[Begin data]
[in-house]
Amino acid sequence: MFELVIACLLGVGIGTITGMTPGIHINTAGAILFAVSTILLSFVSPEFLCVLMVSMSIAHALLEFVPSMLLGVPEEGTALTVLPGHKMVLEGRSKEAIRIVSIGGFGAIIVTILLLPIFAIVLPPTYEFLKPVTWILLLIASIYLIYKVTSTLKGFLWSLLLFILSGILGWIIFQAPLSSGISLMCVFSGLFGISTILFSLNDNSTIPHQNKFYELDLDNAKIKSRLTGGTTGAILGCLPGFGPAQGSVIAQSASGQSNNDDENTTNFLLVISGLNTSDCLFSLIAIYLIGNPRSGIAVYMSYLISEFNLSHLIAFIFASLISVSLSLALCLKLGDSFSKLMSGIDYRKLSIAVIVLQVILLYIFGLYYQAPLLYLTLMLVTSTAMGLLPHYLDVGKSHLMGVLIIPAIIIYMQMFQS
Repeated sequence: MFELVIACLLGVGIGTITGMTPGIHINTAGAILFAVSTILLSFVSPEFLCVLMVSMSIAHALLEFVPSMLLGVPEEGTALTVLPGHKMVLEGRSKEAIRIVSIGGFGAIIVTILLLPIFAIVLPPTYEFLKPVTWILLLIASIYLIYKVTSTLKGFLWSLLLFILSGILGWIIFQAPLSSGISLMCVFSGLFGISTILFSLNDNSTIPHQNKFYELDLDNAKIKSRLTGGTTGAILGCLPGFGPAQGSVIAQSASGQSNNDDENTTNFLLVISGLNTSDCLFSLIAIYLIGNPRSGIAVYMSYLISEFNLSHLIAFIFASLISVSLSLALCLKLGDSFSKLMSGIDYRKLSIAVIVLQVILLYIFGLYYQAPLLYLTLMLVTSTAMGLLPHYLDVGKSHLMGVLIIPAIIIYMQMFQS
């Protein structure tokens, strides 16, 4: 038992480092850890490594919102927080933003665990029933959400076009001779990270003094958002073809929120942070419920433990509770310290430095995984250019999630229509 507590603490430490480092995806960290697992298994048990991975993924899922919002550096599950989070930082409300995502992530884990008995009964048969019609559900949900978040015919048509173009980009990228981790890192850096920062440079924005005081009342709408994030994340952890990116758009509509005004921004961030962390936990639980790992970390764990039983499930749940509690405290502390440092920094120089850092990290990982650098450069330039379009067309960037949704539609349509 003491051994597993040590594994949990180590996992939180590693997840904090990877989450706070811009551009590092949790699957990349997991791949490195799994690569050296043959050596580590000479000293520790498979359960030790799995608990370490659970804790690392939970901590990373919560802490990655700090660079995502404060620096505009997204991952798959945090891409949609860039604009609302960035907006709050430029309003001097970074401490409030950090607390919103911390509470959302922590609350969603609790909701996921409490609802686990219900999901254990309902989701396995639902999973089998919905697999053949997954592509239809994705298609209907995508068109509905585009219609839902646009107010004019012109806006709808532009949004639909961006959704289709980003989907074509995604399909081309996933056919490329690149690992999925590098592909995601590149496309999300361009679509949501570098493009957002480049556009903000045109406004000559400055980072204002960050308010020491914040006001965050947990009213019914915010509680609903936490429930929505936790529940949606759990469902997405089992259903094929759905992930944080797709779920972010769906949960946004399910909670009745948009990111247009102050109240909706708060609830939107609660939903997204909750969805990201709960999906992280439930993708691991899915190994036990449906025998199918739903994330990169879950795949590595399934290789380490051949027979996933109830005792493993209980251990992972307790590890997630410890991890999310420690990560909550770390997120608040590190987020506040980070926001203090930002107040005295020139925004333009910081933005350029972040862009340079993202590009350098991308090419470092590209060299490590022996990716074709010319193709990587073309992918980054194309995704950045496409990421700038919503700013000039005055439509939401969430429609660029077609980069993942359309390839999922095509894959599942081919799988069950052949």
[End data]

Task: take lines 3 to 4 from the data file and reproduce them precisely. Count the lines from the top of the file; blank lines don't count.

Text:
Repeated sequence: MFELVIACLLGVGIGTITGMTPGIHINTAGAILFAVSTILLSFVSPEFLCVLMVSMSIAHALLEFVPSMLLGVPEEGTALTVLPGHKMVLEGRSKEAIRIVSIGGFGAIIVTILLLPIFAIVLPPTYEFLKPVTWILLLIASIYLIYKVTSTLKGFLWSLLLFILSGILGWIIFQAPLSSGISLMCVFSGLFGISTILFSLNDNSTIPHQNKFYELDLDNAKIKSRLTGGTTGAILGCLPGFGPAQGSVIAQSASGQSNNDDENTTNFLLVISGLNTSDCLFSLIAIYLIGNPRSGIAVYMSYLISEFNLSHLIAFIFASLISVSLSLALCLKLGDSFSKLMSGIDYRKLSIAVIVLQVILLYIFGLYYQAPLLYLTLMLVTSTAMGLLPHYLDVGKSHLMGVLIIPAIIIYMQMFQS
């Protein structure tokens, strides 16, 4: 038992480092850890490594919102927080933003665990029933959400076009001779990270003094958002073809929120942070419920433990509770310290430095995984250019999630229509 507590603490430490480092995806960290697992298994048990991975993924899922919002550096599950989070930082409300995502992530884990008995009964048969019609559900949900978040015919048509173009980009990228981790890192850096920062440079924005005081009342709408994030994340952890990116758009509509005004921004961030962390936990639980790992970390764990039983499930749940509690405290502390440092920094120089850092990290990982650098450069330039379009067309960037949704539609349509 003491051994597993040590594994949990180590996992939180590693997840904090990877989450706070811009551009590092949790699957990349997991791949490195799994690569050296043959050596580590000479000293520790498979359960030790799995608990370490659970804790690392939970901590990373919560802490990655700090660079995502404060620096505009997204991952798959945090891409949609860039604009609302960035907006709050430029309003001097970074401490409030950090607390919103911390509470959302922590609350969603609790909701996921409490609802686990219900999901254990309902989701396995639902999973089998919905697999053949997954592509239809994705298609209907995508068109509905585009219609839902646009107010004019012109806006709808532009949004639909961006959704289709980003989907074509995604399909081309996933056919490329690149690992999925590098592909995601590149496309999300361009679509949501570098493009957002480049556009903000045109406004000559400055980072204002960050308010020491914040006001965050947990009213019914915010509680609903936490429930929505936790529940949606759990469902997405089992259903094929759905992930944080797709779920972010769906949960946004399910909670009745948009990111247009102050109240909706708060609830939107609660939903997204909750969805990201709960999906992280439930993708691991899915190994036990449906025998199918739903994330990169879950795949590595399934290789380490051949027979996933109830005792493993209980251990992972307790590890997630410890991890999310420690990560909550770390997120608040590190987020506040980070926001203090930002107040005295020139925004333009910081933005350029972040862009340079993202590009350098991308090419470092590209060299490590022996990716074709010319193709990587073309992918980054194309995704950045496409990421700038919503700013000039005055439509939401969430429609660029077609980069993942359309390839999922095509894959599942081919799988069950052949």